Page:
Energy efficiency has made aluminum the new steel.
That's the lesson of Alcoa's (AA) results yesterday, which beat analyst expectations with profits of $138 million, 18 cents per share, on revenues of $5.84 billion.
In the conference call Alcoa emphasized its success in the "engineered products business." In short, engines.
This is a long-term trend that is only now coming to fruition. Because aluminum is lighter than steel, it is more energy efficient in engines, and a better material in transportation. But aluminum is also less sturdy than steel, meaning durability has always been a question.
Alcoa has been working on variations of aluminum lithium, often using copper and zirconium. The resulting product is now ready for prime time, for use in airplane skins, rockets and helicopters. Alcoa recently bought a maker of jet engine components, Firth Rixson, in order to expand this niche.
Not all the news out of Alcoa looks good. It's still reducing its footprint in aluminum smelting. But the overall results point to a company getting more money out of the aluminum it makes, through engineering and fabrication. That's leverage for investors.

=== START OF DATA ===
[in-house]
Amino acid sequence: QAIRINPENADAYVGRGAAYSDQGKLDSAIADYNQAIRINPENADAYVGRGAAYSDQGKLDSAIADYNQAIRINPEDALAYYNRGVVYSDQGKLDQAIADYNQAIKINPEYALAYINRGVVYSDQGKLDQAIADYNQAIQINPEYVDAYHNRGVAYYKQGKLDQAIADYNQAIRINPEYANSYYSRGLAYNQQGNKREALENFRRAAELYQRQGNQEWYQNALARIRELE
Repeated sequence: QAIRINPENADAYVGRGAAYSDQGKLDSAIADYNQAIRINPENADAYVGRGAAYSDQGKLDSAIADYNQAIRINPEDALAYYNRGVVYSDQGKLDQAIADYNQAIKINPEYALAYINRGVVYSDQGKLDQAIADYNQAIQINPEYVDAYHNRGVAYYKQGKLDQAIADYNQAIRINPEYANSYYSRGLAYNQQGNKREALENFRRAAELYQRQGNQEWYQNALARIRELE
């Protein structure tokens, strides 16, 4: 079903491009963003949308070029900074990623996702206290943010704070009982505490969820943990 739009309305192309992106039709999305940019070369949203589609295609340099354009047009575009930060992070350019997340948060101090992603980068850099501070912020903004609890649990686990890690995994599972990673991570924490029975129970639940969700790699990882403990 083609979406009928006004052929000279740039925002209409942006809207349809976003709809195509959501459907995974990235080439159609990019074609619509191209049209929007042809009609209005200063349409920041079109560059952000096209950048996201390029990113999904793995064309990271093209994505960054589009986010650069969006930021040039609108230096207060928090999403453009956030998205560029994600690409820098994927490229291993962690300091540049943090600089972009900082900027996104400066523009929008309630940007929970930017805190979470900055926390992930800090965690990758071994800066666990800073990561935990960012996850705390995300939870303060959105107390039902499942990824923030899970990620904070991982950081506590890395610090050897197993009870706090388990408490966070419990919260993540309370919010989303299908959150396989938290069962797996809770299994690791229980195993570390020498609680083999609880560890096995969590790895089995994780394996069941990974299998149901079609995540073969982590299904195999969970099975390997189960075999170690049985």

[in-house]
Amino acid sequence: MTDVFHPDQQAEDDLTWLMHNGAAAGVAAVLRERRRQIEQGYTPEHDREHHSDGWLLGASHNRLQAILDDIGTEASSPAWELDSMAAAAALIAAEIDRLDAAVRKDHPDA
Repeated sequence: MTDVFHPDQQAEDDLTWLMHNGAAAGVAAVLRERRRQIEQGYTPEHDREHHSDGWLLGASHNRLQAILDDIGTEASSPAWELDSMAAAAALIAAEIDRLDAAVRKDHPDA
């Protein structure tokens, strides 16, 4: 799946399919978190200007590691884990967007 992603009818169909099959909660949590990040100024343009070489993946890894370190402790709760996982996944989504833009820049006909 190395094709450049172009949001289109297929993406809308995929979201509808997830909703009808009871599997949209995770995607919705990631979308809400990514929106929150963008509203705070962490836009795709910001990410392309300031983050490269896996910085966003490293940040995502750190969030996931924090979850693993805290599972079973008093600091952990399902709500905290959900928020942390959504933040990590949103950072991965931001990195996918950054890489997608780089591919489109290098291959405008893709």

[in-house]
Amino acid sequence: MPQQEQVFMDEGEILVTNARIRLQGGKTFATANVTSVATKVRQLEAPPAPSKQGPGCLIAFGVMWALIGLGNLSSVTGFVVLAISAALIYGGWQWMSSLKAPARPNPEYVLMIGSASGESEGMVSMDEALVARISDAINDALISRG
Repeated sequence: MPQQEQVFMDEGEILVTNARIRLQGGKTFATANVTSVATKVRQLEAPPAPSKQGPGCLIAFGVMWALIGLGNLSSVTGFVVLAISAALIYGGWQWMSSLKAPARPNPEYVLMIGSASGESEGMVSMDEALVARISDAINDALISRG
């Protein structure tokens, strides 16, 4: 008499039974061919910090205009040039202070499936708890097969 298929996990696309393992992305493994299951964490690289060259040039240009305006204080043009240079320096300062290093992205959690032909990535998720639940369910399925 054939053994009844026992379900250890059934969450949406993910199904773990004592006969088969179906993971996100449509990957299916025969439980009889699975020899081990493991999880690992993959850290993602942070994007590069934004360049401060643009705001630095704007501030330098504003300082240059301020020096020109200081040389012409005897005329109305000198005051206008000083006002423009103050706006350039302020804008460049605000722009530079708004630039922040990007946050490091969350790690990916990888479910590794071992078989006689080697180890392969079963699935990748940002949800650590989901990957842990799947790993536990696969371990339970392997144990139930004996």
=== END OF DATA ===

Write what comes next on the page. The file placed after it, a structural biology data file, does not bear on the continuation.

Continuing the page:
A turn toward fabrication is a promise Alcoa has been making to investors for years, but until now it wasn't reflected in financial results. Instead the company was taking big write-offs on production assets. For instance, Alcoa took a huge loss in the fourth quarter of 2013, $2.34 billion or $2.18 per share, which is why it currently doesn't show a P/E. The loss narrowed to $178 million in the first quarter and has now swung to profit. If the current pace can be maintained for a year, it would imply an above-market P/E of 19.
The fact that the strategic turn is now being reflected in financial results should mean good news going forward, which is why shares popped nearly 3% in early trade.
Analyst estimates on earnings are now likely to be taken up - most were figuring on earnings of just 48 cents for all of 2014. This could lead to upgrades and further gains in the stock.
My own guess is you're looking at a 20% gain over 2014, but run the numbers yourself before you invest.
Disclosure: The author is long GM. The author wrote this article themselves, and it expresses their own opinions. The author is not receiving compensation for it (other than from Seeking Alpha). The author has no business relationship with any company whose stock is mentioned in this article.